We drink coffee at Cafè Nero and then take the metro to South Kensington. We arrive there just before nine o'clock. Far too early for the Victoria & Albert Museum. That's why we walk to KensingV&A Rafael Cartoonston Gardens and Hyde Park. We see the Albert Memorial and the opposite Royal Albert Hall, where the BBC Proms summer concerts are now taking place. We walk to the Princess Diana memorial fountain on the edge of the Serpentine Lake. Unfortunately the fountain has not been turned on yet. That starts at 10 a.m. The fountain is a large circle of running water on hilly terrain. Visitors can walk round and are called upon to do so. The solar boat on the Serpentine Lake starts its tours from 12 o'clock onwards. We walk back to the Exhibition Road, a mixed pedestrian and car area that passes by a number of important museums: the Science Museum, the Museum of Natural History and the Victoria & Albert. The latter we are going to visit. We're going in at the Sackler Courtyard entrance. The collection of art and design is incredibly large and versatile, so we have to make choices. We start with the Raphael Cartoons. These are not cartoons, but designs for carpets by the medieval Italian painter Raphael, made on paper ("Cartone"). They are New Testament scenes. The room is dimly lit due to the fragility of the pigments. Then we walk to the South Asia room for the Tipu tiger - an automaton that represents a Tiger that overcomes a British soldier - and the throne of the first and last Sikh emperor Ranjit Singh. We walk on to the Middle East room with the Ardabil carpet, a very old Persian carpet from the 16th century. We walk through the China and Japan rooms and then go to the Cast Courts. Here are life-sized plaster copies of, among others, tSculpture Gallery at V&Ahe column of Trajan and the David of Michelangelo. We also see one of the entry portal of the Cathedral of Santiago de Compostela and the pulpit of the Cathedral of Pisa. Along the inner garden is a sculpture gallery with 10 statues that were donated to the museum by August Rodin in 1914. We get a bit tired and  move straight on to the third floor. Here we look at the British silverware and the jewels, including some that belonged to Napoleon, his wife an adoptive daughter.Further on in the theatre department we see costumes worn by Adam Ant, Elton John and ABBA’s Björn Ulvæus. Also costumes from musicals such as the Lion King and various editions of plays by Shakespeare.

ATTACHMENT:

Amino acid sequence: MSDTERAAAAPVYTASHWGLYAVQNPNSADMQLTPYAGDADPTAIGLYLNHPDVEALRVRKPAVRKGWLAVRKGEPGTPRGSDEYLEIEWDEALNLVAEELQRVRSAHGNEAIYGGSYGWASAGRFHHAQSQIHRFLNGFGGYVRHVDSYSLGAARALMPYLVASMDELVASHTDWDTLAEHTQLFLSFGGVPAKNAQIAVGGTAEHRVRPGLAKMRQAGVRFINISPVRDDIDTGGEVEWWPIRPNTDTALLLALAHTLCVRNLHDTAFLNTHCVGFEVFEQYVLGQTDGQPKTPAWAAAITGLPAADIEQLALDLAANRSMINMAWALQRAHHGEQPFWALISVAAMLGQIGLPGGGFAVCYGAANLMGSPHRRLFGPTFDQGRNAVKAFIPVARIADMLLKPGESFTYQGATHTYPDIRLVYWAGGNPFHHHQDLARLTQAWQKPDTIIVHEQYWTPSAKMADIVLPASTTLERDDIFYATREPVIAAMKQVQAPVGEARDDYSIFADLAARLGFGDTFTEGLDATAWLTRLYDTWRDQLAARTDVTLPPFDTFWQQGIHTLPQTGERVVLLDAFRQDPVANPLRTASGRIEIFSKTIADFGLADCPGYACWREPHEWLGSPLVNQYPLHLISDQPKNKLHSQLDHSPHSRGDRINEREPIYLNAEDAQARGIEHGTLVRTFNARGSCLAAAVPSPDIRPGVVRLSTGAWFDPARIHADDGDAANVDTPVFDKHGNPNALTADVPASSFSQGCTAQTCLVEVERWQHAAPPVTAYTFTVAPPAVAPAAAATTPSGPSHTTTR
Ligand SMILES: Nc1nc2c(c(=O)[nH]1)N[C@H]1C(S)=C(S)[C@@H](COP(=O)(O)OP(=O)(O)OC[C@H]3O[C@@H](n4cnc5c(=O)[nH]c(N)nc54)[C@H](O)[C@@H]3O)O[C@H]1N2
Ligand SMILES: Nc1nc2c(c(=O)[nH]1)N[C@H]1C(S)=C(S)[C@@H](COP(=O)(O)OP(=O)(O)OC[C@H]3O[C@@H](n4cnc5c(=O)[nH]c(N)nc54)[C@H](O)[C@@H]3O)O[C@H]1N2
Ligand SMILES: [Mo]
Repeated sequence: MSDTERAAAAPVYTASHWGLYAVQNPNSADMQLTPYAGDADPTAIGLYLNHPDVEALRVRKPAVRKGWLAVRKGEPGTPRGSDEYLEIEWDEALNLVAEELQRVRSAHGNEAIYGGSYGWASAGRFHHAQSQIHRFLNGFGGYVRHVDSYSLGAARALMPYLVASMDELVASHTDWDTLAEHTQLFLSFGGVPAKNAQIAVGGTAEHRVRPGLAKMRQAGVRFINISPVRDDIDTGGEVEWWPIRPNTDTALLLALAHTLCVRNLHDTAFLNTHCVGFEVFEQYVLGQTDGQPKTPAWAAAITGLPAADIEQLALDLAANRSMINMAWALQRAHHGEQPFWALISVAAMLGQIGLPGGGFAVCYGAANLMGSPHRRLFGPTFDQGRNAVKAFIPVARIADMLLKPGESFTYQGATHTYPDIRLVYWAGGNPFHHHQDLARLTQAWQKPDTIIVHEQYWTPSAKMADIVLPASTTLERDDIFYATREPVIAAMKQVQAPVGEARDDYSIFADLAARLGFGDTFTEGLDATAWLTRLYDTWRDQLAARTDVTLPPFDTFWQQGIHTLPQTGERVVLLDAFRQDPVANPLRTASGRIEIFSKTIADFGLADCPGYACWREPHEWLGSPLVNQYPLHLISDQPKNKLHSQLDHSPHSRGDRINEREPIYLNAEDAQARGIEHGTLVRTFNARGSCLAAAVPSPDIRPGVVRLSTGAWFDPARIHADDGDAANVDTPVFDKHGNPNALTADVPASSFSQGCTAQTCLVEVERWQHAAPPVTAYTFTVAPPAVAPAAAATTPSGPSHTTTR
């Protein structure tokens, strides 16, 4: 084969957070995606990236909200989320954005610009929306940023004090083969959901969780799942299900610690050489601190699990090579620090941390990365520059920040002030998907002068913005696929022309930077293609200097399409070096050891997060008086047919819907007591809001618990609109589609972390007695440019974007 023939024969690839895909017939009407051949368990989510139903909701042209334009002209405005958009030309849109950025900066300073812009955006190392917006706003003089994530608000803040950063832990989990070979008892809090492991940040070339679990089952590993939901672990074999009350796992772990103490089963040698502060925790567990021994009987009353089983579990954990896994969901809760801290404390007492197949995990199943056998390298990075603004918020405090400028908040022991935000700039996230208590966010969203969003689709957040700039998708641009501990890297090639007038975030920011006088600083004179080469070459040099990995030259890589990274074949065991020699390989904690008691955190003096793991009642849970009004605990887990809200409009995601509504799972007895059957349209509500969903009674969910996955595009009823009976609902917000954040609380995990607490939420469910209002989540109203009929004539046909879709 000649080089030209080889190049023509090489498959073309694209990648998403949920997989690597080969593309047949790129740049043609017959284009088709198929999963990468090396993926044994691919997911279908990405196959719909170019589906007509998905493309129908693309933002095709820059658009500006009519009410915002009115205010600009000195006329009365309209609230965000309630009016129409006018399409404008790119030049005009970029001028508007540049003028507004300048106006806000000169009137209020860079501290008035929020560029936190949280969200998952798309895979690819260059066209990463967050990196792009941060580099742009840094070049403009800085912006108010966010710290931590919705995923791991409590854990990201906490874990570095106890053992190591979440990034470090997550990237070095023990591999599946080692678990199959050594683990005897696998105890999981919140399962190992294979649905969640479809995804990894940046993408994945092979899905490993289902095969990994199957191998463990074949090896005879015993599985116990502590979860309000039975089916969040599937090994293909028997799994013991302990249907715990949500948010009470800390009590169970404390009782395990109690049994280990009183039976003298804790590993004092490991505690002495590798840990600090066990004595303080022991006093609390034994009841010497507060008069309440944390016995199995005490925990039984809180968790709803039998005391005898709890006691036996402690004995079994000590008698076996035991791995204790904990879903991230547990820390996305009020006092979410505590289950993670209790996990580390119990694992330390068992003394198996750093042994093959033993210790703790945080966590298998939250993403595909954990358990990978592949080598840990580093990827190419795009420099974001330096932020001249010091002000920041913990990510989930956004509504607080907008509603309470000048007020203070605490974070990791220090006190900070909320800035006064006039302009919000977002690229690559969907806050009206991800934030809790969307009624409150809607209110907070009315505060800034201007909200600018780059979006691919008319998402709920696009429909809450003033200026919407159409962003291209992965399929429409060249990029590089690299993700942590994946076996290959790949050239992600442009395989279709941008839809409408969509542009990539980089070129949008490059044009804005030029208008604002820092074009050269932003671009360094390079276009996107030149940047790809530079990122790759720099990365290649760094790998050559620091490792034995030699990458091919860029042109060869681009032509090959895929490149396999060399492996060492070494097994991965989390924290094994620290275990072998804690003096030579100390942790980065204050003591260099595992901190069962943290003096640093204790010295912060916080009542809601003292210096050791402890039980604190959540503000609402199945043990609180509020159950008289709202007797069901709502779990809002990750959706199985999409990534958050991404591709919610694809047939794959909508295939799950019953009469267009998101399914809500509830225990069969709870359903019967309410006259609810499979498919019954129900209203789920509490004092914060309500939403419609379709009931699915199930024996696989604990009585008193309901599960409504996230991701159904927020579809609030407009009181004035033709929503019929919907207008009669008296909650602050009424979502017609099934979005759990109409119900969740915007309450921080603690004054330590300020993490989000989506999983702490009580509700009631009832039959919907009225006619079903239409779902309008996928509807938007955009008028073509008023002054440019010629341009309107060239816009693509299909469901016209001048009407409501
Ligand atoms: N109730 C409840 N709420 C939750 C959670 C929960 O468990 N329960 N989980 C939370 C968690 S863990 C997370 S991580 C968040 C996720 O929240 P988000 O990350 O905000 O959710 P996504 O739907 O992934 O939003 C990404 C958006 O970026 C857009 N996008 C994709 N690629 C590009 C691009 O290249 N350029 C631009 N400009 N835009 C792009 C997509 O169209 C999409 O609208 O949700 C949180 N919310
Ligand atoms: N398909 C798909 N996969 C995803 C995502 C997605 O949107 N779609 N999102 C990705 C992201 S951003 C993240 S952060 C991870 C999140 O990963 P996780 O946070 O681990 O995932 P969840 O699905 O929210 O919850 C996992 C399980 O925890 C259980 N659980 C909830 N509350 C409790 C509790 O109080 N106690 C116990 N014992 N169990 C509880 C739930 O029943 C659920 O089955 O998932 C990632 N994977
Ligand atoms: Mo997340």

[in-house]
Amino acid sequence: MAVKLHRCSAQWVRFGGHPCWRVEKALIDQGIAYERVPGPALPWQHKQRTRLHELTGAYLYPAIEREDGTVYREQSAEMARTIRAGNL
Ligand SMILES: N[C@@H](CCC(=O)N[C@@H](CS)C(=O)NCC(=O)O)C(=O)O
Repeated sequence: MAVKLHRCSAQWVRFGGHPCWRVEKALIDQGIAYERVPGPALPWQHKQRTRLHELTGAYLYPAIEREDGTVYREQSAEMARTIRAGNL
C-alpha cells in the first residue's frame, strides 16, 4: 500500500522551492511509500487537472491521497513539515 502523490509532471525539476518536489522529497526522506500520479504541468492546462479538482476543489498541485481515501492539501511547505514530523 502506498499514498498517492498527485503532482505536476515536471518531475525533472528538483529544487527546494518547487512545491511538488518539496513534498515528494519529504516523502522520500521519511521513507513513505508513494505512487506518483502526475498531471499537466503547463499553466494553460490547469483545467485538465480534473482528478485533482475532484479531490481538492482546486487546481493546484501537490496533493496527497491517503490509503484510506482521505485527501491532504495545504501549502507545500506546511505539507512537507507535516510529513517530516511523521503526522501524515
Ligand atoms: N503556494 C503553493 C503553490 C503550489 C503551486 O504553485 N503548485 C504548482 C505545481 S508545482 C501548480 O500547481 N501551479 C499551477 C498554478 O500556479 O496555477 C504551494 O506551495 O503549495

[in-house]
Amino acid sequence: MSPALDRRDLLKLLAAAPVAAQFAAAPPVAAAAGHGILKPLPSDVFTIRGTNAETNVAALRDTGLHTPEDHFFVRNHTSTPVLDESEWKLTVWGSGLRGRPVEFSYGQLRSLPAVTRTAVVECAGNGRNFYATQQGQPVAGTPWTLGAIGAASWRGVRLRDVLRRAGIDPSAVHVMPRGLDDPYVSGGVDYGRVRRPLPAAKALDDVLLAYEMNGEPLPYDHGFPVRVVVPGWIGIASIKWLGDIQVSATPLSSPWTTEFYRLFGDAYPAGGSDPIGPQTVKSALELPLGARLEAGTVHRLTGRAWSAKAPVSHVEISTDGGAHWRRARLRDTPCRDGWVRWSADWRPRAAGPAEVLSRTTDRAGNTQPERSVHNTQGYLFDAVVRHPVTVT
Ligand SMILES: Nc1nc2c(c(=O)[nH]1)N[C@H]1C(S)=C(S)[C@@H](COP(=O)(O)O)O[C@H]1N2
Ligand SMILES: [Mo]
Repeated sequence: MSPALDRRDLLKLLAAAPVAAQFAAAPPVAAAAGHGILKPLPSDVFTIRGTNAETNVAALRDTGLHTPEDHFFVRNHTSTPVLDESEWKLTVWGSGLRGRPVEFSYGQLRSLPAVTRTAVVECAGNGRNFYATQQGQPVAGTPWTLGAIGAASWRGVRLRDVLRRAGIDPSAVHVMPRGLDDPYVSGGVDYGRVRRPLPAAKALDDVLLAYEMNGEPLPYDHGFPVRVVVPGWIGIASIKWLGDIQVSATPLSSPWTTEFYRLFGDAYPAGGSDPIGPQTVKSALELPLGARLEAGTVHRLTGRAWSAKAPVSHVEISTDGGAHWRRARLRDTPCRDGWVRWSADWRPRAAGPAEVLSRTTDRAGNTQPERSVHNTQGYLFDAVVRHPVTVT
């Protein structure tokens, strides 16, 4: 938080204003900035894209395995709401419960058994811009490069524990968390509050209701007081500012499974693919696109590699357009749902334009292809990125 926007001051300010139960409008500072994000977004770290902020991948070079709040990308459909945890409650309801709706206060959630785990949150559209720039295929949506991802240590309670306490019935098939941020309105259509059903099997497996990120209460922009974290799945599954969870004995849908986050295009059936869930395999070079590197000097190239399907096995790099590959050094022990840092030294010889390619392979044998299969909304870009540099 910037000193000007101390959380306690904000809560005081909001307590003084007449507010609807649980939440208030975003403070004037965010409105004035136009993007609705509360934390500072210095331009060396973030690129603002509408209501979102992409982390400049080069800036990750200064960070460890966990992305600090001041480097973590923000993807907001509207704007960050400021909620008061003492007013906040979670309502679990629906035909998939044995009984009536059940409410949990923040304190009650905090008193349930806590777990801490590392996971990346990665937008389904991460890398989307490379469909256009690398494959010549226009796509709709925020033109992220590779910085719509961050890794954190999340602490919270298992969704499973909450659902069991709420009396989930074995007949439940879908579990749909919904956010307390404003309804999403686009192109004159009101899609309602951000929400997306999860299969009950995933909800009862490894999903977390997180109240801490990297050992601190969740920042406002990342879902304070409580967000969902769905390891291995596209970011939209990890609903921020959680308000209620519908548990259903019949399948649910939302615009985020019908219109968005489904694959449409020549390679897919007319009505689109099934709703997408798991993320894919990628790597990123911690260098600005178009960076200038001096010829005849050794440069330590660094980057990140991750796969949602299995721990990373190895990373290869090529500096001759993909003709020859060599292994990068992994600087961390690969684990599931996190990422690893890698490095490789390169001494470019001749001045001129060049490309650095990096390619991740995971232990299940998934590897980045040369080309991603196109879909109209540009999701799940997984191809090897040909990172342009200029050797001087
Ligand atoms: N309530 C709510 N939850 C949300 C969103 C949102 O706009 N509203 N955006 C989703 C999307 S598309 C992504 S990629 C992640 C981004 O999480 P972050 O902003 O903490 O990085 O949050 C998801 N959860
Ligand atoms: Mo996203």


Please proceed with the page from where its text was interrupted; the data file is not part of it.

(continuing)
Then we go downstairs and have lunch in the museum café. It is the first museum café in the world and is beautifully decorated with tile work, stained glass windows, pilasters and frieze. After the museum visit we take the Tube back to the hotel.